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Stories from Climate Central's Science Journalists and Content Partners

Climate Change a ‘Contributing Factor’ in Syrian Conflict

Climate Change a ‘Contributing Factor’ in Syrian Conflict

Moist air comes flowing off the Mediterranean into Syria each winter, unleashing rains that transform the dull brown countryside into myriad hues of green. But in 2005, the rains never fully materialized, the first of five consecutive failed rainy seasons that sparked the worst drought in Syria’s history and directly preceded the country’s descent … Read More

Sunny Side East: Solar Takes Off in Eastern U.S.

Sunny Side East: Solar Takes Off in Eastern U.S.

North Carolina is leaping ahead of California for the amount of new utility-scale solar farms currently under development, as eastern U.S. utilities find ways to catch their own rays of sunshine, a new SNL Energy report released Wednesday shows … Read More

Here’s Where Ocean Acidification Will Hit the U.S. Hardest

Here’s Where Ocean Acidification Will Hit the U.S. Hardest

U.S. coastal communities better start preparing for ocean acidification now, especially if we want scallops, oysters and other shellfish to keep appearing on our dinnerplates. That’s the message of a new study that shows that shellfisheries across the U.S. are more vulnerable to climate change’s less considered counterpart than previously thought … Read More

Ocean Acidification, Now Watchable in Real Time

Ocean Acidification, Now Watchable in Real Time

The depressing task of monitoring ocean acidification just got a little easier. A collection of scientists from Europe, the U.S. and India have developed a technique that could provide the first global and nearly real-time assessment of our rapidly acidifying seas.… Read More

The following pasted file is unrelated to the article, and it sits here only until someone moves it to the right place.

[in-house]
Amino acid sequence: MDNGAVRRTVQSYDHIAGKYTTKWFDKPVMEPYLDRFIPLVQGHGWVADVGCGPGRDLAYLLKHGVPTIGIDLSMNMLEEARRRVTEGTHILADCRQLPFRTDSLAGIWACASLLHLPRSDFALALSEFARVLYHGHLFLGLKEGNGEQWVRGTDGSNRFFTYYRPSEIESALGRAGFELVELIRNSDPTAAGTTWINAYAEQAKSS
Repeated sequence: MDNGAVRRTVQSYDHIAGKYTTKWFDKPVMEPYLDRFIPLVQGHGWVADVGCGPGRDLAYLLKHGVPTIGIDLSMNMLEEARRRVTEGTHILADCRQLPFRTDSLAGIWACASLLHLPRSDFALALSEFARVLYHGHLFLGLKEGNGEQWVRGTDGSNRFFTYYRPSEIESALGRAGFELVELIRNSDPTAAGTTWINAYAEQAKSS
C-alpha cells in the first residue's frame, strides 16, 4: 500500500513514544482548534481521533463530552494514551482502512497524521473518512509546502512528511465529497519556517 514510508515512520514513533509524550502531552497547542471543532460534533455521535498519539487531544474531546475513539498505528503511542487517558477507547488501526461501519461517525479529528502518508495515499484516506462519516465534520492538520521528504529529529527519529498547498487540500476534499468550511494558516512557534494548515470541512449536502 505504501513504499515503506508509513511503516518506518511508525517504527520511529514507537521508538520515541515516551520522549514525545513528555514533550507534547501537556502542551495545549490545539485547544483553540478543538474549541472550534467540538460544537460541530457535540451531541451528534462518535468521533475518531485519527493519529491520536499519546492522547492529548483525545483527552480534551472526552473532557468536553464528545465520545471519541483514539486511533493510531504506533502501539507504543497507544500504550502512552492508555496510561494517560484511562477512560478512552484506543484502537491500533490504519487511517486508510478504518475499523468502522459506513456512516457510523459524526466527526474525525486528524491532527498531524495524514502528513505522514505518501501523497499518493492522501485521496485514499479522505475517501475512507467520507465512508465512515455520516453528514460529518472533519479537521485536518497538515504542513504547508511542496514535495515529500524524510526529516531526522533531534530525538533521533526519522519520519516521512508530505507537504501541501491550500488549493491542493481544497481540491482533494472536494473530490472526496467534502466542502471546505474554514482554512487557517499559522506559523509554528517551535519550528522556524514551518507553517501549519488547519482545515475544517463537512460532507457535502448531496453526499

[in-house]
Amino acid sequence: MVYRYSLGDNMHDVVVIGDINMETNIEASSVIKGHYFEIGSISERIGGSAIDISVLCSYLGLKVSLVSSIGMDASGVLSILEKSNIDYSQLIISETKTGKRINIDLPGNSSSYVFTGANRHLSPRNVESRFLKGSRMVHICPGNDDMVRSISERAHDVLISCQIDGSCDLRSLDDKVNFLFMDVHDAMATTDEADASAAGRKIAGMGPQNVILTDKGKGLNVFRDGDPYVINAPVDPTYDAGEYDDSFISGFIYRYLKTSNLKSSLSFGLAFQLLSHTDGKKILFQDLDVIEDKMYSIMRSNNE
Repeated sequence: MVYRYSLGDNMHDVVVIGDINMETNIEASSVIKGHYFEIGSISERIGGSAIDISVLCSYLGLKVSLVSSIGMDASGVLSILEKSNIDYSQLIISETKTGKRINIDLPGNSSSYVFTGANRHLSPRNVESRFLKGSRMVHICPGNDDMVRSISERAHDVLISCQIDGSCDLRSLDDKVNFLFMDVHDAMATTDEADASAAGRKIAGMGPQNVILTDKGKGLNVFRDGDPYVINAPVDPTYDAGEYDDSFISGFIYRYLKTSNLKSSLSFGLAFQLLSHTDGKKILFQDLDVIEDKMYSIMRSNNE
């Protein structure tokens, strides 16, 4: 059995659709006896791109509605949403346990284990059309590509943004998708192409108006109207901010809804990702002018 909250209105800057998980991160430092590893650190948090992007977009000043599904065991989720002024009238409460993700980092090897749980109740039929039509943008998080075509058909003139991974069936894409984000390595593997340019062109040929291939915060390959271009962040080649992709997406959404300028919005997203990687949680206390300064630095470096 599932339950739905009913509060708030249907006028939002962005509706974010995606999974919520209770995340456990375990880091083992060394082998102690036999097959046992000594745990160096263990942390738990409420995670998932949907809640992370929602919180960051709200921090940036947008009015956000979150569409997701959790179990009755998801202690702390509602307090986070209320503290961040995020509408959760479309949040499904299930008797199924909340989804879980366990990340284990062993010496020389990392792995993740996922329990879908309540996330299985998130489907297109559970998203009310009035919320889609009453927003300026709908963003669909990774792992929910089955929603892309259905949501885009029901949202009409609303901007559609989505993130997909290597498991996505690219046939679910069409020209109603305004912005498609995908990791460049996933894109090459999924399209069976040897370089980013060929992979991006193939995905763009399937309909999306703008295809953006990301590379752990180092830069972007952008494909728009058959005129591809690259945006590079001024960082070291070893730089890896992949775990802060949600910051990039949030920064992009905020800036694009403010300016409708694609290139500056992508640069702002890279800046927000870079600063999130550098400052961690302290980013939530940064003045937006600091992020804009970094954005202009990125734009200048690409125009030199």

Cameron, Clegg, and Miliband Sign Joint Climate Pledge

Cameron, Clegg, and Miliband Sign Joint Climate Pledge

David Cameron, Nick Clegg and Ed Miliband have signed a joint pledge to tackle climate change, which they say will protect the UK’s national security and economic prosperity. The agreement of the three party leaders is highly unusual and comes amid a general election campaign that is becoming increasingly bitter. The prime minister, deputy prime … Read More

Can Grains of the Past Help Us Weather Future Storms?

Can Grains of the Past Help Us Weather Future Storms?

In May 2009, Cyclone Aila wreaked havoc in eastern India. Clocking in at speeds of over 120 kilometers per hour, Aila hit the Sundarbans, the largest continuous block of mangrove forest in the world, located in the Ganga-Brahmaputra tidal delta on the Bay of Bengal. The storm killed hundreds of people and livestock, damaged close to a million… Read More

Climate Talks Draw Praise, Herald Hard Slog Ahead

Climate Talks Draw Praise, Herald Hard Slog Ahead

Something strange pervaded low-level United Nations climate negotiations this week in Switzerland: Smiles. Throughout the week, many rejoiced in a novel all-inclusive approach taken by the newly elected chairmen guiding the negotiations. By the end of the six days of meetings, though, the dawdling and protracted nature of the talks had turned a nu… Read More

Climate, Satellite Gaps are Risky Business for Feds

Climate, Satellite Gaps are Risky Business for Feds

In 2014, the federal government set aside $3.5 trillion in outlays for myriad programs. That’s a huge chunk of change exposed to a lot of risks, and according to a new report, two of the biggest threats are the impacts climate change and a looming weather satellite gap. The Government Accountability Office (GAO) released its biennial High Risk rep… Read More